Nassau County Thursday joined scores of outraged business owners, elected officials and other taxpayers in taking on the MTA's controversial payroll tax, which opponents have branded as unfair and unconstitutional - especially in light of the transit agency's fare hikes and service cuts across the region.
The county filed a lawsuit against the state and the Metropolitan Transportation Authority, aiming for repeal of the tax, which was the foundation of a nearly $3-billion state bailout last year of the financially struggling transit agency.
The tax demands 34 cents for every $100 of payroll from employers in the 12-county MTA service area. County Executive Edward Mangano said it costs Nassau government about $3 million a year and county business owners another $100 million.
"The MTA calls this a 'mobility tax.' Well, I see it as a nobility tax, where it is only used to pay the princes of the MTA," said Mangano, who acknowledged that the suit is a response to the MTA's plan to pull about $100 million in funding from Long Island Bus - a move that would potentially shut down the county-owned bus system.
MTA spokesman Jeremy Soffin said while the state imposed and collects the tax, "clearly this funding is desperately needed to fund the MTA's service." An MTA statement released later called Nassau's suit an attempt to "distract attention from its failure to fund its bus system."
The William Floyd school district and the owner of a private bus company have filed suits challenging the tax, and the towns of Southampton and Southold filed a joint suit earlier this month. Six other Suffolk towns announced their intention to challenge the tax in court. The suits already filed make similar legal arguments, including that the State Legislature did not pass the tax bill by a 60 percent majority or seek input from affected counties.
While the suits argue procedural flaws, a growing number of Long Islanders speaking out against the tax say it is simply an unfair and unwelcome burden in a tough economy.
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"I'm very happy he's doing this," said businesswoman Annemarie McMullan, whose Annie Shines Cleaning Service in Massapequa Park has paid about $800 toward the payroll tax since its inception in March 2009. "They shouldn't be relying on businesses that are struggling to survive to balance their budget. Most of my employees, 98 percent of them, don't use mass transit."
At North Shore-Long Island Jewish Health System, the Island's biggest employer and the ninth-largest in New York City, spokesman Terry Lynam said officials there worry about increased public transit costs for the many patients and employees who need that transportation to get to hospitals.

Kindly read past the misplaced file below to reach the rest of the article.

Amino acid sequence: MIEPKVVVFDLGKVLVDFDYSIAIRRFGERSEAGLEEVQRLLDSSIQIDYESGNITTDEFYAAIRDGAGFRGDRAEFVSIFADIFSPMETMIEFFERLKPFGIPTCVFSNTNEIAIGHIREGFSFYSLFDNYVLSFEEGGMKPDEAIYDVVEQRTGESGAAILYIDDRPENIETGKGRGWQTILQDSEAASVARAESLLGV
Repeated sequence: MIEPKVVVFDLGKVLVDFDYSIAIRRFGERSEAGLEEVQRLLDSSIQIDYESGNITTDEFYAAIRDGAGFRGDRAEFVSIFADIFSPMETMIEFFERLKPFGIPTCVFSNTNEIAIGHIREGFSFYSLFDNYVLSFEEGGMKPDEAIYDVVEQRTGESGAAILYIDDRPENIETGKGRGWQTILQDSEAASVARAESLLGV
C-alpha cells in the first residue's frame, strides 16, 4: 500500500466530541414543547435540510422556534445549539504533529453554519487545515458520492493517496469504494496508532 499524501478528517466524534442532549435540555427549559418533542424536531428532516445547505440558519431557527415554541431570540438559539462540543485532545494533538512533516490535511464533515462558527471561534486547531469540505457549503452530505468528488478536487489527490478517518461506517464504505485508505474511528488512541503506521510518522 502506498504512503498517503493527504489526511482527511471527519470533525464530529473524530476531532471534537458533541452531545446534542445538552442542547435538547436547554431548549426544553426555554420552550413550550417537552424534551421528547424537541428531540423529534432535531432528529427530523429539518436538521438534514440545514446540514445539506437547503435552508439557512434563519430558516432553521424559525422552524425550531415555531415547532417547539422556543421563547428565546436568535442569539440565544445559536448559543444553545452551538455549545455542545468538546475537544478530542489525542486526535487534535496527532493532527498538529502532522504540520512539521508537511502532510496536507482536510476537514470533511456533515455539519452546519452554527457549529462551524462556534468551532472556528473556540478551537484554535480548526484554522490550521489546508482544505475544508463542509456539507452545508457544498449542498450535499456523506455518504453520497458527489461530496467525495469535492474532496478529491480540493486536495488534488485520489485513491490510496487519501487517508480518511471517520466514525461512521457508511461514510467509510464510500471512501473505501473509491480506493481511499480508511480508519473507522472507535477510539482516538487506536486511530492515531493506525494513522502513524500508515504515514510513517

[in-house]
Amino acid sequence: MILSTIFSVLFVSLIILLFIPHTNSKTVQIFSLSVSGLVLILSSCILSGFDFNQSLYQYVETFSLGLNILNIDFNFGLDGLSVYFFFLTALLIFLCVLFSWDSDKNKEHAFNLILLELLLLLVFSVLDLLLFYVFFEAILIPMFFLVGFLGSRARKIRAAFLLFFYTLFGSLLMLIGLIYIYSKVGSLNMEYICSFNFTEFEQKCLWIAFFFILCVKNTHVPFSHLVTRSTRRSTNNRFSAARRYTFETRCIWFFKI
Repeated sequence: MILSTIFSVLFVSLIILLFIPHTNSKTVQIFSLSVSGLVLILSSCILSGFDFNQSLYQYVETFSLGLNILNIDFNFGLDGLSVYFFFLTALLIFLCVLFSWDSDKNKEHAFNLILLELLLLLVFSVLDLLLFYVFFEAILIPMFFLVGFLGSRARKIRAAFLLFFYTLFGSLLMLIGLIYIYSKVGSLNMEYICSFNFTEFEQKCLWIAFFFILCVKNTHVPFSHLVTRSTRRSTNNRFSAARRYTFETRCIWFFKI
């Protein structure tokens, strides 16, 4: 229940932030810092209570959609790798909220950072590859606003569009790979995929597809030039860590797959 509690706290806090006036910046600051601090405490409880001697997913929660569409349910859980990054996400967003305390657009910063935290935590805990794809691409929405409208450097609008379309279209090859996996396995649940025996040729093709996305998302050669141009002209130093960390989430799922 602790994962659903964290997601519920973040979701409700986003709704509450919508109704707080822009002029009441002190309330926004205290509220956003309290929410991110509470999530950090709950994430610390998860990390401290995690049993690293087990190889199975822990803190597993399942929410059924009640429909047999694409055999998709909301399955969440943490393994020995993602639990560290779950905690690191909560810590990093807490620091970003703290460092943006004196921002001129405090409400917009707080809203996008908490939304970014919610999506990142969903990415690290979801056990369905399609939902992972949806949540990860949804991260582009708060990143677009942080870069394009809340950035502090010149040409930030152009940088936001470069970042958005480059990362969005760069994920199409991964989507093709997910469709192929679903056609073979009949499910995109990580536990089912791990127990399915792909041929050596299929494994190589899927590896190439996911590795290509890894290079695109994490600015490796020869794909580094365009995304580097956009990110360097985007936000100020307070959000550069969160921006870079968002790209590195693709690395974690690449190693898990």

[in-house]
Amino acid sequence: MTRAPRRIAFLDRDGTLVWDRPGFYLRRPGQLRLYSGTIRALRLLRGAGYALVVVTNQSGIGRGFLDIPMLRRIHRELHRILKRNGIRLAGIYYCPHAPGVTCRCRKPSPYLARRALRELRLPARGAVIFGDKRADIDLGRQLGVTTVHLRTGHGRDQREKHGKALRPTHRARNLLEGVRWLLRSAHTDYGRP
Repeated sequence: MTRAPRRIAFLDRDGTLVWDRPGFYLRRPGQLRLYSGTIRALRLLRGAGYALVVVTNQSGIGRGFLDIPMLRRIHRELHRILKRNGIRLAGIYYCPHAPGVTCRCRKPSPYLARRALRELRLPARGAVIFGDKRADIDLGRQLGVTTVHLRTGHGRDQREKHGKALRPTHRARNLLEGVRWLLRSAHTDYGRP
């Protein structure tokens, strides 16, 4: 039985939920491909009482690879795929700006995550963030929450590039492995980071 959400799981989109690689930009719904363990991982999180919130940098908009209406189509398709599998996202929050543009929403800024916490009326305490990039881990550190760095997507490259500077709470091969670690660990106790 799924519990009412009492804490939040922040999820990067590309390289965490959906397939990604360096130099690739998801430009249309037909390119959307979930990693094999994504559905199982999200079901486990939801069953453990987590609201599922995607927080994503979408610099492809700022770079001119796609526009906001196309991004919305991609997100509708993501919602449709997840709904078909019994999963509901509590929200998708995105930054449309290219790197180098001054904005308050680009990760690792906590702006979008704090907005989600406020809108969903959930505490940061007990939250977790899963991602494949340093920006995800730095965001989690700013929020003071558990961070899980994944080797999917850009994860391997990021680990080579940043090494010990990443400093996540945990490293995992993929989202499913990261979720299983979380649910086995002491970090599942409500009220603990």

"Given the fact that we're paying more than $8 million a year in payroll taxes to the MTA, we obviously feel access is an important issue and we need to be able to have a return on the investment that we're making on transportation," he said.
William Schoolman, owner of Hampton Luxury Liners charter bus company, filed the first lawsuit looking to abolish the tax in December. He has argued that Long Island shoulders a disproportionate burden from the tax because the majority of the MTA's services benefit New York City. "It's a corrupt tax because it supports and subsidizes a corrupt organization - namely the MTA," Schoolman said.That sentiment has been shared by state lawmakers from outlying counties, who say constituents are not getting enough bang for their MTA buck.
Some have proposed adjusting the tax to have suburban employers pay less and New York City businesses pay more.
Austin Shafran, spokesman for the state Senate Democrats, who pushed for the tax, said the legislature is considering changes.
"Our priority is to provide relief for taxpayers that have been overburdened for years," he said.
But some transit advocates say it is important that everyone living in the 12 counties served by the MTA pay their fair share, regardless of how often they ride a train or bus. Neysa Pranger, spokeswoman for the Regional Plan Association, said even counties where transit ridership is sparse benefit from increased property values and fewer cars on roads. With Ellen Yan